It's Still Day One

Posted on December 1, 2008 in Uncategorized

10 years of’s labour relationsAmazon’s relationship with publishers

Ten years ago, I was working in Ottakars in Slough.  I had just finished my Masters degree, but was still uncertain as to what to do next as a career.  However, I was certain that I did not want to work in bookshop management.  And then something miraculous happened: opened up in my hometown.
The Amazon logo    It seemed like an ideal fit for me, as I was very much into the Internet, and had recently created my own website.  Amazon also started out selling solely books, so my bookshop experience would no doubt come in very handy.  I came through the rigorous interview process and was offered a job.  Being quite a loyal person, I decided to stay on at Ottakars over the Christmas period, and joined Amazon immediately after (so I only participated in 6 of the legendary Amazon Christmases).  When I arrived, they weren’t quite sure what to do with me, as they’d forgotten that I was due to start work that day!  My heart sank as I was asked to come back the next day at 5am to work in the Receive department. Fortunately, I was just as quickly bumped up into the Special Receive department, as I was told by one manager that I was probably the only one of the new recruits “who’d seen a book before” (this manager is now working as the CEO and founder of The Book Depository).
    My family were rather sceptical about my new job, especially it involved that new-fangled Internet thingy.  They were also quite doubtful that I would make any money from one of the perks of the job, the Amazon stock options.  Most of all, they, like many people at the time, were dubious that enough people would trust an online store with their credit cards (the same people now are probably saying that they will never read an e-book, but the success of Amazon shows that such attitudes do change over time).
    So, I was there at Amazon in the days when managers were fazed about the task ahead of them, unsure of how they were ever going to fill up that warehouse in Bestobell Road, Slough.  Then again, Amazon was quick to adopt new markets, such as DVDs, and was able to successfully jump on the Harry Potter bandwagon with the release of The Prisoner of Azkaban.  Being at Amazon had its ups and downs, but I very much subscribed to the dream of “work hard, have fun, and make Marston Gate 1history”, especially as my first degree was partly in History.  I remember popping out at work to witness a solar eclipse, but what was happening in the warehouse could equally be seen as being amazing, as Amazon became one of the fastest growing businesses ever, and in a whole new sphere to boot.
    Although, I did have one big frustration in those early days, in that Amazon wouldn’t say boo to a ghost.  Publishers regarded Amazon warily, not sure what to make of this new initiative, and were slow to make deals.  Which meant that we were very reliant on wholesalers such as Gardners.  One of Amazon’s most significant maxims was the importance of the customer: they had to come first.  Unfortunately, this could sometimes conflict with the terms and conditions of our suppliers.  I remember the Special Receive team being called into a meeting with a Gardners rep, who was visibly very angry with us, as we kept returning special receive books as damaged.  He waved around one particular book at us, which had a boot print on the inside cover, and accused us of having kicked it around the warehouse.  We weren’t allowed to protest in this extraordinary meeting, but I felt particularly aggrieved as I had been the one to take the book out of its Gardners’ tote, footprint and all, and had damaged it out as I was pretty sure that there was another copy of this fairly new book out there sans-footprint.  Nevertheless, the Gardners rep had a point: we were sending back too many special receive books, but the manner in which he made his point was wrong.  Yet he could afford to be aggressive with us, because Amazon as a whole was dependent on Gardners at the time.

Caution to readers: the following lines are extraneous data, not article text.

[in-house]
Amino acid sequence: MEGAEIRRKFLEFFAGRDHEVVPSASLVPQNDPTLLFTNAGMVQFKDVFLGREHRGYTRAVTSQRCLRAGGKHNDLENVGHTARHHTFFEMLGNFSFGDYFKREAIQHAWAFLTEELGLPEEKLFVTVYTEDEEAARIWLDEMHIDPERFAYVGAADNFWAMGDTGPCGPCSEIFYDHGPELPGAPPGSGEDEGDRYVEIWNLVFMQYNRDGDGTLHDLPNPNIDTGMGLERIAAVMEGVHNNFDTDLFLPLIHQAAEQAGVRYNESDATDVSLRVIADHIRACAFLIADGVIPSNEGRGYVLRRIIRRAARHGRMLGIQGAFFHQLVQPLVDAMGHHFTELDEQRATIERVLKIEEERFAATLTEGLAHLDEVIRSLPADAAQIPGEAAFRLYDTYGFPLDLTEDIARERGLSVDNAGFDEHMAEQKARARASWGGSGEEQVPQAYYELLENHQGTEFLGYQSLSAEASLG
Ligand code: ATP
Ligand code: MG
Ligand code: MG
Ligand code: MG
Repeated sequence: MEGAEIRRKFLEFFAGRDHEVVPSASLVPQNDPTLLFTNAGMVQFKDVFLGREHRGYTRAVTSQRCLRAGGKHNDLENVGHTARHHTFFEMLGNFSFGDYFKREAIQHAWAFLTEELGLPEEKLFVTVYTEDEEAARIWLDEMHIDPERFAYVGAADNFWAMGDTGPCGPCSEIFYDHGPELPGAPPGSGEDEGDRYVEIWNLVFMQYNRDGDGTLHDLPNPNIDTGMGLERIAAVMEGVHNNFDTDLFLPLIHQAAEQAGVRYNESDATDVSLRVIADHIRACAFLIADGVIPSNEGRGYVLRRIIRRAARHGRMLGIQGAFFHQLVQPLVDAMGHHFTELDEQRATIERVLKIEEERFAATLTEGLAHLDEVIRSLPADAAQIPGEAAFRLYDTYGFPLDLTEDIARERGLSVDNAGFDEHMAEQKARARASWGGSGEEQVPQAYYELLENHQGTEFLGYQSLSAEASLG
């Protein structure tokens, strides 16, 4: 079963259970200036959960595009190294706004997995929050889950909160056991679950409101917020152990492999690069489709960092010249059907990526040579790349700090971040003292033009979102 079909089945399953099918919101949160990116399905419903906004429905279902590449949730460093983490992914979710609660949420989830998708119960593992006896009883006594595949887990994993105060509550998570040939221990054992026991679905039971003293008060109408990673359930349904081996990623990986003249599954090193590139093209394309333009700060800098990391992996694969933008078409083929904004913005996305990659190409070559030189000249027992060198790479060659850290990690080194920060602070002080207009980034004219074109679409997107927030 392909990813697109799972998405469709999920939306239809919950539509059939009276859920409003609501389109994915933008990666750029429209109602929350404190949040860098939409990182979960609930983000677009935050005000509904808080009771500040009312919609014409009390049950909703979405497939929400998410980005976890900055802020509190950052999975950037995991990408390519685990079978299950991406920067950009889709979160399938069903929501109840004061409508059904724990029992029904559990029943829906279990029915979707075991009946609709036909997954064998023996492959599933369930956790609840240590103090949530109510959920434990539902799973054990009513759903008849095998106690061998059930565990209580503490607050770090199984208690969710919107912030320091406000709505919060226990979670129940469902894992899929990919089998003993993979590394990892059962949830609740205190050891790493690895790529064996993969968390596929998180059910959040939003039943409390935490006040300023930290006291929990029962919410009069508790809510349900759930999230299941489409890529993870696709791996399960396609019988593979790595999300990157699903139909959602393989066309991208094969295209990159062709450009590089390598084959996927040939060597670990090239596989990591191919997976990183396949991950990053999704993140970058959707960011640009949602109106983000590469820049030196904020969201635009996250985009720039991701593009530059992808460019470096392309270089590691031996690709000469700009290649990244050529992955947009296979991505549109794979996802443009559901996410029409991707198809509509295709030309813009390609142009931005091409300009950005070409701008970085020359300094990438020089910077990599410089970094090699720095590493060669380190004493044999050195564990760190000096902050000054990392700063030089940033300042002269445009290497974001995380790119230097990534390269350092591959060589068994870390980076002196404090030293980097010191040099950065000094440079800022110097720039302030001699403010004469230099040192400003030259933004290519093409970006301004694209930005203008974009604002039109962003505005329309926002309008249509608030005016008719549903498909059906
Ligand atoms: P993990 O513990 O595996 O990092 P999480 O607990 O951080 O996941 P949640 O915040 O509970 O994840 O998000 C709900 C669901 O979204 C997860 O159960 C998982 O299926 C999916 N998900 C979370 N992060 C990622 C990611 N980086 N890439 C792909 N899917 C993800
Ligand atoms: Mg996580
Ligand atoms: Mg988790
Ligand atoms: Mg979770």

Amazon did actually fill the Bestobell Road warehouse fairly quickly, so in the Summer of 1999, all associates were called into an “All hands” meeting to be informed that the company was opening a new distribution centre in Milton Keynes.  We were invited to come along, and no doubt many like me were persuaded by the generous relocation package.  I continued to Marston Gate 2prosper in my Amazon career: having been promoted to tier two while in Slough, I became a recipient of the Amazonian Award in May 2000 (a trophy in the form of one of Amazon’s infamous “doordesks”), and eventually became a Customer Service Liaison.  And although Amazon still wasn’t making any money, it looked as though it had survived the bursting of the Internet bubble.
    On September 11th 2001, all associates were called into another All Hands meeting, to be told that two planes had been flown into the Twin Towers of the World Trade Center.  Since Amazon was an American company, we were told to be more vigilant, and although one of the plane hijackers had been trained at nearby Cranfield, the distribution centre was fortunately only subject to hoax bomb threats over the next few years.

Click here to read more about Amazon’s labour relations during this time